In the early hours of the morning on April 16th 2014, followed by heart-wrenching days of rescue, the hearts of the South Korean nation broke as one as the ferry MV Sewol sank and claimed the lives of 304 passengers and crew members. The tragedy was made worse as 250 of the victims were juniors of Danwon High School – only 75 students of the junior class survived. While the entire South Korea mourned the loss of lives and demanded some kind of justice to be served, an entire community of parents, siblings and fellow students faced pain beyond belief at the emptiness that was left behind by their beloved family members and friends.

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Photo © Next Entertainment World

The shock and the loss were so great that its impact can still be felt even today, five years after that fateful Wednesday. Numerous theories about the cause and aftermath of the event have previously been explored by a handful of documentaries, but the topic itself was a source of so much pain that feature filmmakers steered well clear of it. But in the midst of the community itself, there was a filmmaker who volunteered to offer her support to the mourning families who had to find the strength to keep on living, and eventually, she decided – with the families’ support – to tell their story through the mirror of fiction.

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Photo © Next Entertainment World

Lee Jong-un’s Birthday is set three years after the event. Soon-nam (Jeon Do-yeon) is still struggling to deal with the grief of losing her teenage son, Su-ho (Yoon Chan-young), to Sewol, while also trying to raise her young daughter, Ye-sol (Kim Bo-min); it seems that Ye-sol has taken a second seat to Su-ho’s memory. Soon-nam’s fragile existence is further shaken with the return of her absentee husband, Jung-il (Sul Kyung-gu), who was not only out of the country at the time of the tragedy and its aftermath, but seems to be the cause for the poor financial situation of the family. It is unclear at first why Jung-il did not return for his son’s memorial service, hasn’t been supporting his family and has only returned now, especially since his own grief, as well since his loss of direction on what to do next, are blatantly obvious. Even though Soon-nam refuses any kind of contact and even presents Jung-il with divorce papers, he manages to connect with his daughter and, after being approached by a local support group, gives them permission to organize a memorial ceremony for Su-ho’s upcoming birthday anniversary, which expands the already large divide between Soon-nam and himself; she want’s to keep both pain and the memories to herself.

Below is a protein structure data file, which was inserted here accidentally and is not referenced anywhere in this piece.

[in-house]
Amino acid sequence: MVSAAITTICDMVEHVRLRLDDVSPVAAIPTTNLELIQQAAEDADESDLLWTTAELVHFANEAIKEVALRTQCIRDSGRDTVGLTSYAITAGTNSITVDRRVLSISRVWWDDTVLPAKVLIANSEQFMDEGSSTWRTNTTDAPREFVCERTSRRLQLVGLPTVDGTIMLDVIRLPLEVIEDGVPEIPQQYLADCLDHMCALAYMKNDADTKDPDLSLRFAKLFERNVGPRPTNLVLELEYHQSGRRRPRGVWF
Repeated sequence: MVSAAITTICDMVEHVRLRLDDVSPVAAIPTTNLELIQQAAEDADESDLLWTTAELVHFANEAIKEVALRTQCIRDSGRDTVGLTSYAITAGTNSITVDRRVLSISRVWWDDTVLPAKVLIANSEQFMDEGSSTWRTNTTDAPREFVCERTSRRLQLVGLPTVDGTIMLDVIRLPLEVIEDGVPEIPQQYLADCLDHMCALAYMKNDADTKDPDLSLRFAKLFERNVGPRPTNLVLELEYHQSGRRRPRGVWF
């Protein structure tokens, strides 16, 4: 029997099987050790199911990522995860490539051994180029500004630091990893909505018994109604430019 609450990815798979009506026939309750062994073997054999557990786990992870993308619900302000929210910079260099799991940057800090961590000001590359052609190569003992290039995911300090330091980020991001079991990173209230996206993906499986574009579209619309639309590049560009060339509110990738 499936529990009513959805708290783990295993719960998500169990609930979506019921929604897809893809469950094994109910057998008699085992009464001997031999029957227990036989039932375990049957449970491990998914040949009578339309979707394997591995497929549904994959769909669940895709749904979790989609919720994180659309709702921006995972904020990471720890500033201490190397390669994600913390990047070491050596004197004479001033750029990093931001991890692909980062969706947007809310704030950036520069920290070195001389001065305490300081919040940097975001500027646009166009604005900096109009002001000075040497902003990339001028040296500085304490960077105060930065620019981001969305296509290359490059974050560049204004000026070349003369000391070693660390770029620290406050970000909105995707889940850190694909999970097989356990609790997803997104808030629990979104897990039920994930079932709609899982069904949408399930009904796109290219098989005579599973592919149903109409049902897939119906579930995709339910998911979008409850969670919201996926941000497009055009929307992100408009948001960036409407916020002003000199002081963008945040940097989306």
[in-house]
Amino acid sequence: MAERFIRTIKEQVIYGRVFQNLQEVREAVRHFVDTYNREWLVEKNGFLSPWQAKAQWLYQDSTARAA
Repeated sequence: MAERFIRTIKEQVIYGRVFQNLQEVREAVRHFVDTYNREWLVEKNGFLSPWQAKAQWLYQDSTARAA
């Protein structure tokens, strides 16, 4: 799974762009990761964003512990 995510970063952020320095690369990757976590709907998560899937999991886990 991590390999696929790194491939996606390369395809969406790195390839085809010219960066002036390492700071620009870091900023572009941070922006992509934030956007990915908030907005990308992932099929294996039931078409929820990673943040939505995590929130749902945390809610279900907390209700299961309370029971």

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Photo © Next Entertainment World

It is all about the process of grief and the conflict between holding on to the pain and letting go in order to move on, even if only inch by painful inch. Lee Jong-un’s intent in making this film is obvious and noble, commemorating not only those who died, but also giving space and face to those who have to live on. Her wish to help wash the pain away enough to offer those affected the space to embrace their pain and start healing is present in every scene of the film as is her bravery to even take this painful topic on. But this does not make Birthday flawless.

One of the more obvious slips is the characterization of Jung-il. The plot line of him being absent because he was imprisoned in Vietnam seems redundant at best – it brings nothing to the story and overall impact would have been the same if the reasoning for his absence was less dramatic.

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Photo © Next Entertainment World